The new construction was opened in 1998, and after the initial public start-up funding, the Festspielhaus successfully converted to become the first privately financed European opera and concert company.
Following the river Oos, we will get to The Trinkhalle (pump house) in the Kurhaus spa complex, built in 1942 as the spa’s main building. It is a lovely place in the center of the city with great photo motives, surrounded by a very beautiful and well-kept park. The 90-meter arcade is lined with benches, and decorated with monumental allegorical paintings, illustrating many local legends and myths.
Right next to it, there is Baden-Baden’s Casino, and conference complex built in 1824 in its unique Belle Epoch styled elegance, with the Corinthian columns and paired-griffins frieze of the grand entrance. It achieved the international fame in the mid-1830’s, when gambling was forbidden in France, which encouraged gamblers to cross the border and try their luck at Baden-Baden’s casino. Fyodor Dostoyevsky’s “The Gambler” was inspired by it.
The Kurhaus represents Baden-Baden’s sparkling center stage.
You can stroll through the immaculate Kurhaus gardens or go shopping in the elegant boutiques along the Kurhaus colonnade.
You can pay a visit to casino or to its stylish banqueting rooms. Or, you can simply take a seat in front of the open air stage and listen to the delightful sounds of the Baden-Baden Philharmonic.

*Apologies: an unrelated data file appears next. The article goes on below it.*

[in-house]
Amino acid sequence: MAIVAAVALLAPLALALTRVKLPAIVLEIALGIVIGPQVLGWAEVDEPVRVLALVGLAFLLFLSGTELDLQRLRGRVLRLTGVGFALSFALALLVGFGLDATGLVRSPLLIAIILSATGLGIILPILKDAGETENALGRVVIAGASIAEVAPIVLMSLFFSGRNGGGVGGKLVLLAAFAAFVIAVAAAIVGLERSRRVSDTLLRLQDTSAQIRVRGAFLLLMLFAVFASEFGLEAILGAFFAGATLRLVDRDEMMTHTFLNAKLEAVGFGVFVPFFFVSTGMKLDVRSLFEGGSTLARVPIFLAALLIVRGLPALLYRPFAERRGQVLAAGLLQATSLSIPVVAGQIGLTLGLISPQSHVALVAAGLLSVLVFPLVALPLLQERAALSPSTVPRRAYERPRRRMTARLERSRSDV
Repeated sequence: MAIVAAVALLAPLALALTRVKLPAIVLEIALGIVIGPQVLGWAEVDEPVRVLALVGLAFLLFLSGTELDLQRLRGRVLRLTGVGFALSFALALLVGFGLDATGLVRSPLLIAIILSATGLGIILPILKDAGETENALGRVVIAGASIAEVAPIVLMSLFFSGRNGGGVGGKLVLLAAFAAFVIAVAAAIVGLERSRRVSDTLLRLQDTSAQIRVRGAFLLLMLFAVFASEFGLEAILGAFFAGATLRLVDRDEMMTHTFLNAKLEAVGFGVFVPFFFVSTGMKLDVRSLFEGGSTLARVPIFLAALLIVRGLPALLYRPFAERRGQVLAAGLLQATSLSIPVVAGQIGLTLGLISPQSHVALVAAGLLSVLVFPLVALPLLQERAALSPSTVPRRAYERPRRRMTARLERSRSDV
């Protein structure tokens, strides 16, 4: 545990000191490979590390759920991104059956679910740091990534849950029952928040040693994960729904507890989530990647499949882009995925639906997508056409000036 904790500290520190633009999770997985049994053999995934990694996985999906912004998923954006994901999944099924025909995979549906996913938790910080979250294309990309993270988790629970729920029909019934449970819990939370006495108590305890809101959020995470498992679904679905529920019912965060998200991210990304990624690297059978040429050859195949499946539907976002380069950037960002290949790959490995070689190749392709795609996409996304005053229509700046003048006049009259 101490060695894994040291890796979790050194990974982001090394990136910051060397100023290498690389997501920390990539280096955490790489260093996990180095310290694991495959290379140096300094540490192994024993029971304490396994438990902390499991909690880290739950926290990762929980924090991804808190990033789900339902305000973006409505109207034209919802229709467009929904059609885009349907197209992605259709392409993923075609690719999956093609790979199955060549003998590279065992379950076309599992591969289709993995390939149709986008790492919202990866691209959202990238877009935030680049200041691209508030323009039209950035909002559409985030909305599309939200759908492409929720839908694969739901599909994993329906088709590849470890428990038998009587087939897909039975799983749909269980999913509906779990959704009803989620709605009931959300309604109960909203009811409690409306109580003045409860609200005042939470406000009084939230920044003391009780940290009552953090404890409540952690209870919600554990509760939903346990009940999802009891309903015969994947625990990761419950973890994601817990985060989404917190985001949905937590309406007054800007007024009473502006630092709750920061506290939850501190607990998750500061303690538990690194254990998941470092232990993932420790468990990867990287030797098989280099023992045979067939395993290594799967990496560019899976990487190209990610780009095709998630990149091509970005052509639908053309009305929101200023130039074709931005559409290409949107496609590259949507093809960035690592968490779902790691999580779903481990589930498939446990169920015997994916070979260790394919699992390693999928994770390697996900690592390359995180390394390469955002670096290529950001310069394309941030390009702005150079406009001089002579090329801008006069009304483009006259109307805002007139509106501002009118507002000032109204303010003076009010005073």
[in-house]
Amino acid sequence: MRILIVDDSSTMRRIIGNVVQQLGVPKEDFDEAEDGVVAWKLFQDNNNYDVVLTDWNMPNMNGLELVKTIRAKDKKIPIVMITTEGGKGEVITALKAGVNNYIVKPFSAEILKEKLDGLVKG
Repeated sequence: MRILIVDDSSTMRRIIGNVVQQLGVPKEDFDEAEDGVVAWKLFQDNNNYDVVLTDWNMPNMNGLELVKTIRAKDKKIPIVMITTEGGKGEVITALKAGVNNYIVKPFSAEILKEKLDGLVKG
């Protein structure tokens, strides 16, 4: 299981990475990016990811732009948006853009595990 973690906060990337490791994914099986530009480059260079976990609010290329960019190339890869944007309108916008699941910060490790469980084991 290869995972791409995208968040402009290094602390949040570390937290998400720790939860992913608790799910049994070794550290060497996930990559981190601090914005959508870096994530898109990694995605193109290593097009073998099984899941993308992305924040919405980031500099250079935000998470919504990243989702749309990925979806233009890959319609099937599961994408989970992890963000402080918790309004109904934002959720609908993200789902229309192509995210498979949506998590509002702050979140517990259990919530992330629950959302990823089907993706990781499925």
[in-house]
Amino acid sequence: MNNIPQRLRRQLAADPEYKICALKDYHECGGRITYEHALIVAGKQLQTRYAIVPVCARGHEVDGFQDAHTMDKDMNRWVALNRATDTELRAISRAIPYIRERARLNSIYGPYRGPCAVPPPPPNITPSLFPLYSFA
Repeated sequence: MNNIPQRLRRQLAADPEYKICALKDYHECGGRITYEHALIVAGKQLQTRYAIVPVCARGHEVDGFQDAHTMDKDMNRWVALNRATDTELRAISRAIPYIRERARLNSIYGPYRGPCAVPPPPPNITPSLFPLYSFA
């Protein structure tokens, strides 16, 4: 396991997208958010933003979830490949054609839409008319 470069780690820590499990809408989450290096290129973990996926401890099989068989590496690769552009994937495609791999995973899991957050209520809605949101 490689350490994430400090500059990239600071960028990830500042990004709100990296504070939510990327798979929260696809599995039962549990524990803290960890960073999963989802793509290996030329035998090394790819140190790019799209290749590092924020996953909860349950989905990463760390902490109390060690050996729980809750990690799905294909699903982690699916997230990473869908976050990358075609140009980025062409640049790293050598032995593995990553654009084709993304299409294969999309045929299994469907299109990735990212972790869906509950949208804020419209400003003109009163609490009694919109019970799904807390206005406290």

We will then pass by the Theater of Baden-Baden. Especially for its opening, in August 1862, Hector Berlioz composed his opera Béatrice et Bénédict.
Thus, we get to the Old Town. Strolling around its alleys and lanes we can explore its Baroque-influenced architecture, and visit its charming jewelry and antique shops, galleries, and cafes.
Gernsbacher Street will lead us to the Rathaus, and immediately after to the Stiftskirche, the Romanesque-style basilica located directly on the Florentinerberg in the old town of Baden-Baden. The Parish Church of Baden-Baden, or the Collegiate Church of Our Lady is dedicated to the holy apostles Peter and Paul.
It is the burial place of the margraves of Baden, where 14 of them found their final resting place. It was redesigned for the first time in the 15th century in the late Gothic style. It received its present tower in the 18th century. At the same time, the interior was baroque. Finally, the church got the present appearance in 1867.
Right behind it, there are Roman Bath Ruins, the Museum of Ancient Bathing Culture. The Romans appreciated very much the relaxing effects of Baden-Baden’s thermal spring water, and we can admire their masterwork by visiting the 2000-year-old bath ruins, which are one of the oldest and best-kept examples in the country.
Leaving the famous Caracalla Spa behind us, we will take Sophienstraße and find The Fabergé Museum devoted to the work of Carl Fabergé, a Russian goldsmith and jeweler, born in St. Petersburg.
The complete spectrum of his work is represented in this unique collection starting with the famous imperial Easter eggs for the Tsar’s family to the exquisite pieces of jewelry and high quality everyday items from the time of the First World War.